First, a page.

Introduction The common house fly, Musca domestica (Md) is an important carrier of zoonotic agents, and Campylobacter jejuni is one that may be transmitted between animals and humans by flies. Colonized animals shed the bacteria in feces where larval stages of Md flies develops. Aim of the present...... study To monitor fly larvae composting of poultry manure artificially contaminated with C. jejuni, and to investigate a possible transmission route of C. jejuni from the manure through the fly larvae to the adult fly. Conclusions The addition of fly larvae both accelerated the degradation of manure...... and C. jejuni. Pupae or newly hatched flies were not carriers of C. jejuni although larvae were grown in contaminated manure. Impact When composting poultry manure with Md fly larvae, it is possible both to reduce the amount of waste and to sanitize it from C. jejuni, thereby reducing the risk...

  8. Nematodes parasitic in fishes of cenotes (= sinkholes) of the Peninsula of Yucatan, Mexico. Part 2. Larvae.

    Science.gov (United States)

    Moravec, F; Vivas-Rodríguez, C; Scholz, T; Vargas-Vázquez, J; Mendoza-Franco, E; Schmitter-Soto, J J; González-Solís, D

    1995-01-01

    This paper comprises a systematic survey of larval nematodes collected from fishes from cenotes (= sinkholes) of the Peninsula of Yucatan, southern Mexico, in 1993-1994. Larvae of the following nine species were recorded: Physocephalus sexalatus, Acuariidae gen. sp., Spiroxys sp., Falcaustra sp., Hysterothylacium cenotae, Contracaecum sp. Type 1, Contracaecum sp. Type 2, Goezia sp., and Eustrongylides sp. Larvae of P. sexalatus are recorded from fishes (Rhamdia guatemalensis) for the first time. The larvae are briefly described and illustrated and problems concerning their morphology, taxonomy, hosts and geographical distribution are discussed. Adults of these larvae are parasitic in piscivorous fishes, reptiles, birds and mammals (definitive hosts). Fishes harbouring the larvae of these parasites serve as paratenic hosts, being mostly an important source of infection for the definitive hosts.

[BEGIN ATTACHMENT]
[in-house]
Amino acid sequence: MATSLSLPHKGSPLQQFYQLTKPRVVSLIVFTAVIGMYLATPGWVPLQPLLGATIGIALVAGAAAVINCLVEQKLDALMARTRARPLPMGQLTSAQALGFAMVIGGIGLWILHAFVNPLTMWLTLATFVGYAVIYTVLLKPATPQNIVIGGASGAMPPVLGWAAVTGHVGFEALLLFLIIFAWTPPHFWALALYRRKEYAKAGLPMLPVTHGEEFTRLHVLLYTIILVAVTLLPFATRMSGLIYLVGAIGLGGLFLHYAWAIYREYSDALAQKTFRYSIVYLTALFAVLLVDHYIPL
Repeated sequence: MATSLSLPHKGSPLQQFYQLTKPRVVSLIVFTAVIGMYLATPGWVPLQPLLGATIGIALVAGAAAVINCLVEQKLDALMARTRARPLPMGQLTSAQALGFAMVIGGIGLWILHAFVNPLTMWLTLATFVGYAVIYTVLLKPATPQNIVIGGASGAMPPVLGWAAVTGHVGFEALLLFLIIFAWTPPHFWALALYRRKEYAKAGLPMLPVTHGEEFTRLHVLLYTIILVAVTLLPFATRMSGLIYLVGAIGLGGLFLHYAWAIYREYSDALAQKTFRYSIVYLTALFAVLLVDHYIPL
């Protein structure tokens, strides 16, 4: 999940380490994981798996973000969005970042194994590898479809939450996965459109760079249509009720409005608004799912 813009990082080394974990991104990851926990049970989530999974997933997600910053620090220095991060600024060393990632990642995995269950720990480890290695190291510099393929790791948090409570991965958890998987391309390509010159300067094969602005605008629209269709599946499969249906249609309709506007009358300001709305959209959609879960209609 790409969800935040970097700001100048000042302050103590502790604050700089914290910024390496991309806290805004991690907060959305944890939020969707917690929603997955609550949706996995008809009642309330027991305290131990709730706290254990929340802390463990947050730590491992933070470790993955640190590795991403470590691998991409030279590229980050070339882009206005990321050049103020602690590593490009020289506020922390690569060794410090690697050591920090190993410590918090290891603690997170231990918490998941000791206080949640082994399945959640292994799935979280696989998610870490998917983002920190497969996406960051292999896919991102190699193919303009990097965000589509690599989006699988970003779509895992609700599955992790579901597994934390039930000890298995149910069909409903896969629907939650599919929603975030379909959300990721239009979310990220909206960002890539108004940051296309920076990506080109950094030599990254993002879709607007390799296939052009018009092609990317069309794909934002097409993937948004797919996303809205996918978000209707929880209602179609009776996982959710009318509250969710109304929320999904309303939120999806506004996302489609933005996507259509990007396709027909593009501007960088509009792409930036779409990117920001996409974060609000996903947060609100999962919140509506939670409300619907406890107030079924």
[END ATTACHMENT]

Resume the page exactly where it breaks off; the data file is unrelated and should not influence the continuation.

9. Cannibalism among Myrmeleon brasiliensis larvae (Návas, 1914 (Neuroptera, Myrmeleontidae

    Directory of Open Access Journals (Sweden)

    Tatiane do Nascimento Lima

    2016-12-01

    Full Text Available Cannibalism is influenced by various intrinsic and extrinsic factors of the population, such as density, population structure, prey availability, habitat structure and famine. These factors acting either independently or in synergy determine the frequency of cannibalism. The aims of the present study were to evaluate the effect of density and food availability on the occurrence of cannibalism among Myrmeleon brasiliensis larvae (Neuroptera, Myrmeleontidae. In the present study, the occurrence of cannibalism among M. brasiliensis larvae was greater in the treatments that simulated an absence of food in situations of both high and low density. The search for food makes a larva move about to forage, thereby increasing the risk of falling into the trap of a neighboring larva. Thus, the cannibalistic behavior of M. brasiliensis larvae may be associated with opportunity rather than a direct attempt to pray on the same species.

  10. Ultrastructural characteristics of nurse cell-larva complex of four species of Trichinella in several hosts

    Directory of Open Access Journals (Sweden)

    Sacchi L.

    2001-06-01

    Full Text Available The nurse cell-larva complex of nematodes of the genus Trichinella plays an Important role in the survival of the larva in decaying muscles, frequently favouring the transmission of the parasite in extreme environmental conditions. The ultrastructure of the nurse cell-larva complex in muscles from different hosts infected with T. nativa (a walrus and a polar bear, T. spiralis (horses and humans, T. pseudospiralis (a laboratory mouse and T. papuae (a laboratory mouse were examined. Analysis with transmission electron microscope showed that the typical nurse cell structure was present in all examined samples, irrespective of the species of larva, of the presence of a collagen capsule, of the age of infection and of the host species, suggesting that there exists a molecular mechanism that in the first stage of larva invasion is similar for encapsulated and non-encapsulated species.

  11. PERBANDINGAN KELIMPAHAN LARVA CHIRONOMIDAE DI DUA DANAU BERBEDA DI PROVINSI JAMBI

    Directory of Open Access Journals (Sweden)

    Siti Anindita Farhani

    2014-12-01